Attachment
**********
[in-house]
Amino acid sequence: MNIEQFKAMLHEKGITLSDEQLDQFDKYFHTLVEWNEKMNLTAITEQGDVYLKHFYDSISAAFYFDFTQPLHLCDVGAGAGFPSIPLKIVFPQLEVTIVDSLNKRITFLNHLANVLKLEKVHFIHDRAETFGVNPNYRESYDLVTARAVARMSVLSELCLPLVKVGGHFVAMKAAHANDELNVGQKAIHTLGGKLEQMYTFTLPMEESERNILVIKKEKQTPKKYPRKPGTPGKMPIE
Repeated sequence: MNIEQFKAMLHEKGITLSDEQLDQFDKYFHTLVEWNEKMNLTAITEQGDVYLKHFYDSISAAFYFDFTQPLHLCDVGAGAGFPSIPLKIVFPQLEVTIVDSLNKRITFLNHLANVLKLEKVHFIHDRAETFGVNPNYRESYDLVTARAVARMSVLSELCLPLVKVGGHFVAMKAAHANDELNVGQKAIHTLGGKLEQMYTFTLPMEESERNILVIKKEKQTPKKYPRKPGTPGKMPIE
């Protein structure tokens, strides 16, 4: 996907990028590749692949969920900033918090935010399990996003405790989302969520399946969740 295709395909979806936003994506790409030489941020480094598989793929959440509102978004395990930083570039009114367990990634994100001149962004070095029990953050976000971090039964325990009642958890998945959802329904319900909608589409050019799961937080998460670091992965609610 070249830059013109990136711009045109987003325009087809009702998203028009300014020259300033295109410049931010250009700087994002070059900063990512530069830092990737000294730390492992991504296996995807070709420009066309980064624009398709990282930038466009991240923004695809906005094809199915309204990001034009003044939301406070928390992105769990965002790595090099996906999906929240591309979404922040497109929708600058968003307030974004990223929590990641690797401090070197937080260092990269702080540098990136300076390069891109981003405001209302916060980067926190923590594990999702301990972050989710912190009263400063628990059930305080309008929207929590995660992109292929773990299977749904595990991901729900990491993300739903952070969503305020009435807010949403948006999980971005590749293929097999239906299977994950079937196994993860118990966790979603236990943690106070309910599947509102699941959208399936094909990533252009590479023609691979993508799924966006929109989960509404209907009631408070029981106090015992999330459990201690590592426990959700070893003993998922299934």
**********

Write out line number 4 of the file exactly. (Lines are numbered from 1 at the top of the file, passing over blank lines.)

């Protein structure tokens, strides 16, 4: 996907990028590749692949969920900033918090935010399990996003405790989302969520399946969740 295709395909979806936003994506790409030489941020480094598989793929959440509102978004395990930083570039009114367990990634994100001149962004070095029990953050976000971090039964325990009642958890998945959802329904319900909608589409050019799961937080998460670091992965609610 070249830059013109990136711009045109987003325009087809009702998203028009300014020259300033295109410049931010250009700087994002070059900063990512530069830092990737000294730390492992991504296996995807070709420009066309980064624009398709990282930038466009991240923004695809906005094809199915309204990001034009003044939301406070928390992105769990965002790595090099996906999906929240591309979404922040497109929708600058968003307030974004990223929590990641690797401090070197937080260092990269702080540098990136300076390069891109981003405001209302916060980067926190923590594990999702301990972050989710912190009263400063628990059930305080309008929207929590995660992109292929773990299977749904595990991901729900990491993300739903952070969503305020009435807010949403948006999980971005590749293929097999239906299977994950079937196994993860118990966790979603236990943690106070309910599947509102699941959208399936094909990533252009590479023609691979993508799924966006929109989960509404209907009631408070029981106090015992999330459990201690590592426990959700070893003993998922299934």